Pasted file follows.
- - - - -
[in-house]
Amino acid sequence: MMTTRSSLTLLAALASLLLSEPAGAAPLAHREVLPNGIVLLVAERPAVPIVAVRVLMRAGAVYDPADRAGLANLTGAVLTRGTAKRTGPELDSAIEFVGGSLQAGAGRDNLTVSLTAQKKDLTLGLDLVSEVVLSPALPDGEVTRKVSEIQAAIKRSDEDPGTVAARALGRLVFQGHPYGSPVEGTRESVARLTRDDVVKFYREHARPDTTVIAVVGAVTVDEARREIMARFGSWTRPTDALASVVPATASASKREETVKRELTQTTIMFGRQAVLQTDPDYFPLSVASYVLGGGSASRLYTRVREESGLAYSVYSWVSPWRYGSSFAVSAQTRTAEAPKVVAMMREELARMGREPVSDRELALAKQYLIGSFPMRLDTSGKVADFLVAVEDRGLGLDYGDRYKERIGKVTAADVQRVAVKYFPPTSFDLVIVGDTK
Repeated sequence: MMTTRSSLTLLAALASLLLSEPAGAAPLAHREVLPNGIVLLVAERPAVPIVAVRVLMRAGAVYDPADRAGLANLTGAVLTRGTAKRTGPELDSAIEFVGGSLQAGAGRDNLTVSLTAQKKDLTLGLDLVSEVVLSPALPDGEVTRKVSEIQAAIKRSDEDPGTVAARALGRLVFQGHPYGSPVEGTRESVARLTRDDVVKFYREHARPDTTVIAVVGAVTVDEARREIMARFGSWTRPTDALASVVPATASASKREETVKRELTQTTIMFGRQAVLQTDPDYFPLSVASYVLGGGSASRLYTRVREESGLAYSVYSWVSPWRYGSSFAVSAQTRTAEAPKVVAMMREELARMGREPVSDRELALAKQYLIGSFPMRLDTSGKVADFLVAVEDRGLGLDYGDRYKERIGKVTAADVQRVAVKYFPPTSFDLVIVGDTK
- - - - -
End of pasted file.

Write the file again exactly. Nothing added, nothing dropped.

[in-house]
Amino acid sequence: MMTTRSSLTLLAALASLLLSEPAGAAPLAHREVLPNGIVLLVAERPAVPIVAVRVLMRAGAVYDPADRAGLANLTGAVLTRGTAKRTGPELDSAIEFVGGSLQAGAGRDNLTVSLTAQKKDLTLGLDLVSEVVLSPALPDGEVTRKVSEIQAAIKRSDEDPGTVAARALGRLVFQGHPYGSPVEGTRESVARLTRDDVVKFYREHARPDTTVIAVVGAVTVDEARREIMARFGSWTRPTDALASVVPATASASKREETVKRELTQTTIMFGRQAVLQTDPDYFPLSVASYVLGGGSASRLYTRVREESGLAYSVYSWVSPWRYGSSFAVSAQTRTAEAPKVVAMMREELARMGREPVSDRELALAKQYLIGSFPMRLDTSGKVADFLVAVEDRGLGLDYGDRYKERIGKVTAADVQRVAVKYFPPTSFDLVIVGDTK
Repeated sequence: MMTTRSSLTLLAALASLLLSEPAGAAPLAHREVLPNGIVLLVAERPAVPIVAVRVLMRAGAVYDPADRAGLANLTGAVLTRGTAKRTGPELDSAIEFVGGSLQAGAGRDNLTVSLTAQKKDLTLGLDLVSEVVLSPALPDGEVTRKVSEIQAAIKRSDEDPGTVAARALGRLVFQGHPYGSPVEGTRESVARLTRDDVVKFYREHARPDTTVIAVVGAVTVDEARREIMARFGSWTRPTDALASVVPATASASKREETVKRELTQTTIMFGRQAVLQTDPDYFPLSVASYVLGGGSASRLYTRVREESGLAYSVYSWVSPWRYGSSFAVSAQTRTAEAPKVVAMMREELARMGREPVSDRELALAKQYLIGSFPMRLDTSGKVADFLVAVEDRGLGLDYGDRYKERIGKVTAADVQRVAVKYFPPTSFDLVIVGDTK